Appeal from the Circuit Court of the 19th Judicial Circuit, of
Lake County; the Hon. THOMAS J. MORAN, Judge, presiding.
Rehearing denied July 5, 1966.
Plaintiff, M. Helen Magnani, individually, and as Administratrix of the Estate of Raymond Martin Magnani, deceased, after leave, appeals here from an order of the Circuit Court of Lake County granting defendant a new trial. Defendant, Arnold Trogi, cross-appeals from an order denying his alternative motion for judgment notwithstanding the verdict.
Plaintiff's complaint states two separate causes of action. In Count I she seeks recovery of $30,000, as Administratrix, for the wrongful death of her decedent, pursuant to the Wrongful Death Act (Ill Rev Stats, c 70, §§ 1, 2). By the second count of the complaint she seeks reimbursement, in her individual capacity, for medical and funeral expenses necessarily incurred by her as the result of the injury and death to her husband, pursuant to the Family Expense Statute (Ill Rev Stats, c 68, § 15).
The Wrongful Death Act provides that any recovery thereunder shall be distributed by the court in which the cause was heard to the widow and next of kin of the decedent, in proportion, as determined by the trial court, "that the percentage of dependency of each such person upon the deceased person bears to the sum of the percentages of dependency of all such persons upon the deceased person." Here, any award of the jury, for a wrongful death, would be apportioned by the trial court to the widow and minor son of decedent. There would be no apportionment of any award made under the provisions of the Family Expense Statute.
At Ill Rev Stats, c 110, § 68(3), it is provided that when there are several counts in a complaint "based on different demands upon which separate recoveries might be had, the court shall, on the motion of any party, direct the jury to find a separate verdict on each demand." The Joint Committee drafting the most recent amendments to this section of the Civil Practice Act commented as follows: "Separate verdicts are appropriate only when recovery on different demands is sought in the same complaint. Therefore, the words `upon which separate recoveries might be had' have been added, making clear that the provision authorizing separate verdicts applies only to separate causes of action based upon separate transactions."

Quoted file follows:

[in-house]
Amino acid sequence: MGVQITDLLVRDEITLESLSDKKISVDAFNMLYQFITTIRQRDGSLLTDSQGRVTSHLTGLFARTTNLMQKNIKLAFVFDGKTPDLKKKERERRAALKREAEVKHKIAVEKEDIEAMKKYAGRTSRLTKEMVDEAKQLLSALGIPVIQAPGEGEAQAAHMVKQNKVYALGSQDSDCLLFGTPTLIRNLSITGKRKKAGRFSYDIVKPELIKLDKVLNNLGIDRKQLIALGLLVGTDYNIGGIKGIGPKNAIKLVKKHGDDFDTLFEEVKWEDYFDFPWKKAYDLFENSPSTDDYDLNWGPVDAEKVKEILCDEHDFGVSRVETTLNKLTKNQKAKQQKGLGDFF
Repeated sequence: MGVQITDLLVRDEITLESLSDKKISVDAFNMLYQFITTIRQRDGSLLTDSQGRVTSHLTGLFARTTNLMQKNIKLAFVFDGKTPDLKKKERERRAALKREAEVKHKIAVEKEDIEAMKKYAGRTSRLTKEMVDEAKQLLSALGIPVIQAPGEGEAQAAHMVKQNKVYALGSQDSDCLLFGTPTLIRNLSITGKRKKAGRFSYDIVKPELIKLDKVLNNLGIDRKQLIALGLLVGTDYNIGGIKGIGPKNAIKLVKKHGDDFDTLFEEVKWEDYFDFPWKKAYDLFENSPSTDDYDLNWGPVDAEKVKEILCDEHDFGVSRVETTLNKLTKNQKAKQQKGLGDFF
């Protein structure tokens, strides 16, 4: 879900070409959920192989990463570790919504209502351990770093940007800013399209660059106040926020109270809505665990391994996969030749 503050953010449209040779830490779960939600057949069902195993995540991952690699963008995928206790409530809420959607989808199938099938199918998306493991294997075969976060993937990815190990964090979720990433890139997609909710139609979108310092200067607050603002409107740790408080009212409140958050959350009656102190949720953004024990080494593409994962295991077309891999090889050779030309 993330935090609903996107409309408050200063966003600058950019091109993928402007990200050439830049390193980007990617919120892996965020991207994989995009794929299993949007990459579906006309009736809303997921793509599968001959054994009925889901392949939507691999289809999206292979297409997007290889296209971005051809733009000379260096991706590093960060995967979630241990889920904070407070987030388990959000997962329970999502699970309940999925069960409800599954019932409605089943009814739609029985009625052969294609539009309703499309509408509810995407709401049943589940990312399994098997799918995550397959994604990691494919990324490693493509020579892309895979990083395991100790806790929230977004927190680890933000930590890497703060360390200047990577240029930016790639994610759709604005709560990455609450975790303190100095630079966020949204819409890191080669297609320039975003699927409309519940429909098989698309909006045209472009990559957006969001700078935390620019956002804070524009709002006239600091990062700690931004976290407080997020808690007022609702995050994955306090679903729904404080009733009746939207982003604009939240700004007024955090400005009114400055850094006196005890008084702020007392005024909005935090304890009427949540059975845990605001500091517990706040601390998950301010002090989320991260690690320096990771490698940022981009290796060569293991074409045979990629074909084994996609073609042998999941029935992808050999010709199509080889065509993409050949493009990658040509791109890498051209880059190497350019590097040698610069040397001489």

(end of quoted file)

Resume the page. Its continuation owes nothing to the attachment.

In the instant case, there can be no doubt that the recovery sought under each count of plaintiff's complaint was based on separate causes of action, that is, one action for wrongful death, and the other under the Family Expense Statute. Unfortunately, neither party to this suit tendered separate forms of verdict for each of these counts. Rather, a single form of verdict was submitted by the court to the jury without objection from plaintiff or defendant. Using this form the jury returned the following verdict: "We, the jury, find in favor of the plaintiff and against the defendant. We assess the damages in the sum of $19,000." The trial judge, in his memorandum of opinion allowing a new trial, properly expressed the dilemma this verdict created for him by stating: "In the case at bar, there were two counts. Does the single verdict all apply to just one count, or to both counts? It might be that the verdict was all for the wrongful death action, and non-liability as to the medical expense cause of action." After making this observation, the trial judge then concluded that the verdict must be set aside and a new trial ordered as to both the liability and damage aspects of the case. Although other points have been raised in this appeal, we believe the determinative issue to be whether the trial judge, when faced with this situation, abused his discretion by granting a new trial.